Monday, December 30, 2013

Socially-Responsible Objectification


I’ve been offered a unique opportunity to serve as a beauty pageant judge. I considered the offer thoroughly and decided to accept. I know beauty pageants objectify woman. But this pageant is different. Its underlying purpose is to spread political and social awareness and to raise our collective consciousness about a critical matter of public health and safety.

It’s the first annual Miss Stepped on a Landmine pageant. Contestants are the 50 most beautiful women from all over the world who have stepped on a landmine. Thus, they are all amputees.

The pageant is a bold social experiment. To understand the meaning of it all, ask yourself this: What’s the most effective way to draw attention to something?

Answer: Use hot women. Am I right or am I right? It’s sad but true. It may seem cynical and exploitive to resort to base marketing pandering tactics, but drawing attention to the danger and prevalence of landmines is an urgent issue. Urgent issues require urgent action. Miss Stepped on a Landmine objectifies women for a good cause so that makes it all right. Think of it as a glitzy, two-hour public service announcement.

So the Miss Stepped on a Landmine pageant will attract the attention of millions who never otherwise would have thought twice about landmines. And the personal stories of the contestants put a human face on the issue of landmines and bring it closer to home. Like for instance, Miss Stepped on a Landmine Nebraska stepped on a landmine while shopping at Target. Who knew? The story of Miss Stepped on a Landmine Guam has a particularly tragic irony. She is an arm amputee because she was a cheerleader and she stepped on a landmine while turning cartwheels.

The Miss Stepped on a Landmine pageant also sends a strong message of hope about being crippled. It says that even if you’re crippled you still have a lot to look forward to, if you’re hot. Yes, plenty of opportunity still awaits you if you have gumption and a can-do spirit and you’re hot.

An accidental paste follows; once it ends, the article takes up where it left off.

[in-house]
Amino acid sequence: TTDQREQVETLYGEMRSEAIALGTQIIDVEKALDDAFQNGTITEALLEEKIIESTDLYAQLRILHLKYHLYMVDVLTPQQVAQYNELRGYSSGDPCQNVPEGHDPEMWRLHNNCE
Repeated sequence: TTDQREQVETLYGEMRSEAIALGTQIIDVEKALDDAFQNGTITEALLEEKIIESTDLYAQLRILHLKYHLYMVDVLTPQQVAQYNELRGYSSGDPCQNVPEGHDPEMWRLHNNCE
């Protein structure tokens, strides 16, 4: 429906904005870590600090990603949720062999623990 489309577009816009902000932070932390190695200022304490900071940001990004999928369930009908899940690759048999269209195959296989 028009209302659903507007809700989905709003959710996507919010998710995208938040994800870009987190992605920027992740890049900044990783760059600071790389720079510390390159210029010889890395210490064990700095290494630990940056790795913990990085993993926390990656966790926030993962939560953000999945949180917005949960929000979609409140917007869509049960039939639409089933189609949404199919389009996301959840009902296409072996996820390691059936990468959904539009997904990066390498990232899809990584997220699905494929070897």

The producers of the Miss Stepped on a Landmine pageant are so confident it will be a big hit that they’re already planning more similar pageants. Next up is a pageant featuring hot women in wheelchairs called Miss Never Jump into the Shallow End of a Pool.  They may also put together pageants to draw attention to less critical but still important matters of public health and safety, such as Miss Went Jogging and Stepped in Doo Doo Because Somebody Didn’t Clean up After Their Dog.


So what the hell. I’m accepting my invitation to be a judge. I want to be a part of this visionary project. It’s not often that a man can spend two hours staring at women in bikinis and still feel good about himself.


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2 comments:

  1. Wow. This one is going to eat a hole in by brain, I can tell right now.

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  2. So, I'm reading this thinking, "That Mike Ervin sure is inventive! Imagine a beauty pageant for landmine survivors." Then I get this weird feeling that maybe the world is just that strange and maybe I ought to Google "Miss Stepped on a Landmine." As I was typing it into the search box I just knew I had been had, once again, by the devious and ingenious mind of Mike Ervin. I felt like such a fool thinking there really might be such a pageant. And, once again, when it comes to disability truth IS stranger than fiction.

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